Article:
Illustration - Sample Portfolio National award-winning illustrator: illustrations for the book "A Garden of Wildflowers" won the Garden Writers of America 1st Place award for book illustration. The artwork samples in this portfolio range from rich and vibrant colored pencil drawings for trade books, pen and ink drawings, watercolors, and Photoshop illustrations created for print and the web.

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Roberts Rinehart Publishers

Niwot, Colorado

This was a 28 page trade children's nature book, published in hardback. It has now gone through several paperback reprints and has sold almost 50,000 copies.

The illustrations were created using Berol Prisma Color colored pencils. The colored pencil technique I use is to xerox my original pencil drawings onto velum bristol board stock (which creates smudge-proof black outlines and some shading), and then color them in with colored pencils, in multiple overlapping layers of color. The black lines and shading show through the overlaying color. There can be more than 10 layers of color in each area of the drawing. The final layers are given pressure to blend and smooth the colors giving the finished piece the vibrant appearance of an oil painting.

Whose Tracks Are These book cover Cover of book dust jacket. I did both the book design and the book illustrations. Illustrations -- colored pencil.

Whose Tracks Are These book title page Title page of the book. This was one of the species that could not be covered in the book due to page limitations, so I worked the white-footed mouse in here with it's tracks.

Whose Tracks Are These book first double page spread This is the first clue page of the book. There are written clues, but also visual clues (such as chewed nut shells) in the illustration. One of my sons patiently posed in full cross-country ski gear while I sketched him from above in my loft.

Whose Tracks Are These book second double page spread This is the first "reveal" page of the book, where you see who the animal is. I tried to show a variety of seasons throughout the book. The low rolling Catskill Mountains of New York state, where I grew up, crept into the background on their own.

Whose Tracks Are These book third double page spread This is the second "clue" spread of the book. The illustrations on the clue page follow the book's premise that most of the time children will discover animal tracks "by accident" while they are engaged in everyday activities.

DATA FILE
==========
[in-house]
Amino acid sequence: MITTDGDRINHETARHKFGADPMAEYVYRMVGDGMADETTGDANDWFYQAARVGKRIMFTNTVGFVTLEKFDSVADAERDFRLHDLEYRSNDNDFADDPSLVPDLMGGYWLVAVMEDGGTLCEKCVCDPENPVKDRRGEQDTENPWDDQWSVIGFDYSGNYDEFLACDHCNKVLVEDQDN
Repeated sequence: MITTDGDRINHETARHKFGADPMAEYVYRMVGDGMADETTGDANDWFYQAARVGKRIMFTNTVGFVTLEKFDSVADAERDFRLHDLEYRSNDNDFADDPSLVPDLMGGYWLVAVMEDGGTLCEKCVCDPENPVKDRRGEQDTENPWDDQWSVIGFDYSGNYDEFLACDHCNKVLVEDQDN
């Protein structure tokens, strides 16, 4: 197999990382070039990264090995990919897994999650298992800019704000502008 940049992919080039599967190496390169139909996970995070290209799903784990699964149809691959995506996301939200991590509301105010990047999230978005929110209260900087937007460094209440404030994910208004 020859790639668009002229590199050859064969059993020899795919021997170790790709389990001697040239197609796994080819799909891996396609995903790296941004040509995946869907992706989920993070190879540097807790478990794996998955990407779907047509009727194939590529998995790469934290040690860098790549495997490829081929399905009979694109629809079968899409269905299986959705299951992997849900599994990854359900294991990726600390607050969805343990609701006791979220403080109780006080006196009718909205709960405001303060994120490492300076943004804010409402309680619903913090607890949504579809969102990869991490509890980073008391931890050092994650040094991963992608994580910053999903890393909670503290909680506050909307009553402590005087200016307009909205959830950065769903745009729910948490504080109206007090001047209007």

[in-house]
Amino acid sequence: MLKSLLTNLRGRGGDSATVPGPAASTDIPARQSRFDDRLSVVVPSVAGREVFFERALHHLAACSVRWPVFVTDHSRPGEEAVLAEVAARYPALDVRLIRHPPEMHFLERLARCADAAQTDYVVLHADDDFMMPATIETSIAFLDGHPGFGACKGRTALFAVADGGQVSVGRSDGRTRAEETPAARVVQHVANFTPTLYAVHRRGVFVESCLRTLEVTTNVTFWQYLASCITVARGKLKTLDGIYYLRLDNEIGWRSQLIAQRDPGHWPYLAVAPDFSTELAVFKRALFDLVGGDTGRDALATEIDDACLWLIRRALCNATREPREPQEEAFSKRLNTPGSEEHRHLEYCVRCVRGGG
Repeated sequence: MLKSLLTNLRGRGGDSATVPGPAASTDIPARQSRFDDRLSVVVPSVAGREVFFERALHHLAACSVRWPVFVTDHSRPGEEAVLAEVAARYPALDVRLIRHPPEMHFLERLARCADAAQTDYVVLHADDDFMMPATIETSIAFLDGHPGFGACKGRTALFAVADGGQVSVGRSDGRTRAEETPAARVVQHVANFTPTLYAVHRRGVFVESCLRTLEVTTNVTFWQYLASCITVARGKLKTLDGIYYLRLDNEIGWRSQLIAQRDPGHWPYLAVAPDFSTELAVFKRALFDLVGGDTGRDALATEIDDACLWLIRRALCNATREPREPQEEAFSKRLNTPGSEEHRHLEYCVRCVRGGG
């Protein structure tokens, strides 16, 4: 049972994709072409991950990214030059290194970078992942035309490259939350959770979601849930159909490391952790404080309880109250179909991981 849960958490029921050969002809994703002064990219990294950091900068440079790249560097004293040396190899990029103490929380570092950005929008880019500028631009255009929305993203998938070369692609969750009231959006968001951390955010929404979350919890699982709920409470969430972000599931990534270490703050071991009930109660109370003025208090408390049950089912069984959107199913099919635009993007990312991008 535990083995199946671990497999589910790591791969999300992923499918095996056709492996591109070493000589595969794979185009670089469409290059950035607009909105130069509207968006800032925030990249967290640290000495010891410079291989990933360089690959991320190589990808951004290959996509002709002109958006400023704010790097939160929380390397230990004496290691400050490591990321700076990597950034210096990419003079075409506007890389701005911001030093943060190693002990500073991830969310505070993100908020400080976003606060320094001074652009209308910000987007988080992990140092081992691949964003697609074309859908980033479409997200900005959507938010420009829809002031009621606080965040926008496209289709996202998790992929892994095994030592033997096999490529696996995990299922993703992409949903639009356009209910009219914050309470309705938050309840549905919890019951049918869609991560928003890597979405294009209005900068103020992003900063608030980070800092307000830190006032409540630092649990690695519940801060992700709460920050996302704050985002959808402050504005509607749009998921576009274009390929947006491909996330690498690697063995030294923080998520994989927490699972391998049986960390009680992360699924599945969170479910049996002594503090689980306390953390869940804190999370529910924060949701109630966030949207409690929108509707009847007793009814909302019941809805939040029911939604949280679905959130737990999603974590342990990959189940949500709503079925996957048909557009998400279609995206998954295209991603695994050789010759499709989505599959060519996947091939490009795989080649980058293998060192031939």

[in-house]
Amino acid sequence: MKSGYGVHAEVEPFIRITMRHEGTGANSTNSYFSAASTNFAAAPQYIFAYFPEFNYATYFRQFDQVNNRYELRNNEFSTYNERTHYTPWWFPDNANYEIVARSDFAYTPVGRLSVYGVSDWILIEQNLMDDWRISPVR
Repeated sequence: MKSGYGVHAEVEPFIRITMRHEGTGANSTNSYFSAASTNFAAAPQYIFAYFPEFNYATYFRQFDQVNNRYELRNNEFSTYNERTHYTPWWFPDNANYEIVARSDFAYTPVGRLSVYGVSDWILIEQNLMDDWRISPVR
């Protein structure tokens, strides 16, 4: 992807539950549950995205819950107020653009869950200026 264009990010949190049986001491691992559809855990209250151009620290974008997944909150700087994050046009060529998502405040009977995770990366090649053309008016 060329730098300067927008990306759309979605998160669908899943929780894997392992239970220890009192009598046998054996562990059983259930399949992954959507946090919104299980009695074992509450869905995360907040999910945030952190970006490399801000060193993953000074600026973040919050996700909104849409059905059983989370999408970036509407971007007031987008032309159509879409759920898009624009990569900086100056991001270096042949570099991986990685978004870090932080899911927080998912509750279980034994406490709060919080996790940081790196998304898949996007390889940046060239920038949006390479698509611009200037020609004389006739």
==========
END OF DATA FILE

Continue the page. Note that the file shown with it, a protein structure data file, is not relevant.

Whose Tracks Are These book fourth double page spread This is the second "reveal" spread of the book. I drew these chipmunks (my favorite forest animal) from photos of several charming characters who regularly visit my back yard. The deer in the background is actually the next animal to be covered. Smart readers will figure out this pattern.

Whose Tracks Are These book fifth double page spread Yes, that's a bit of an autobiographical portrait of my younger self up in the tree (where I could frequently be found), complete with bandaid on the knee.

Whose Tracks Are These book sixth double page spread In the previous spread, the tracks of two deer, an adult and a young one, come to the water to drink. This is not explained in the text -- the reader has to try to figure this out on their own. So in this following spread I show the herd of deer doing that activity.

Whose Tracks Are These book seventh double page spread This is the "clue" page for the raccoon. Their tracks resemble small human hands, so I have the hand of the child sitting on the beach towel showing for comparison.

Whose Tracks Are These book eighth double page spread This spread for the raccoon family depicts the night time, since they are nocturnal animals (I worked in a few bats too).

Whose Tracks Are These book nineth double page spread I love reading the "stories" of animals' and birds' activities in the snow in winter. This is a scene I came across in real life. Can you tell what's happened???

Whose Tracks Are These book tenth double page spread This is shown in a different season, but here you see the results of the story from the previous spread (in case it's too small to see here, that's a dead mouse the cub is sniffing at).

Whose Tracks Are These book eleventh double page spread Many of my landscapes are drawn from my memories. Even though I have lived in Ohio for almost 20 years now, this scene from the Catskill Mountains of my childhood in New York state just wanted to come out.

Whose Tracks Are These book twelfth double page spread Wildflowers are one of my special loves, so I was able to work several of them into this summer meadow scene. And this was finally an Ohio scene.

Whose Tracks Are These book thirteenth double page spread This spread of the book was a longer riddle with clues about the environment itself. In these borders I worked in many other details of creatures, insects and plants.

Whose Tracks Are These book fourteenth double page spread This final spread of the book featured drawings of my family, in addition to all the animals who had been in the book. Even though humans appear throughout the book, the publisher did not want to show any faces so as not to distract attention from the main focus of the book, which was the animals and their tracks.

Whose Tracks Are These book back cover The black bear is another one of my favorite Northeast forest animals, and there were not enough pages to include it. So I added the bear to the back cover of the book, in a border featuring its tracks and common foods.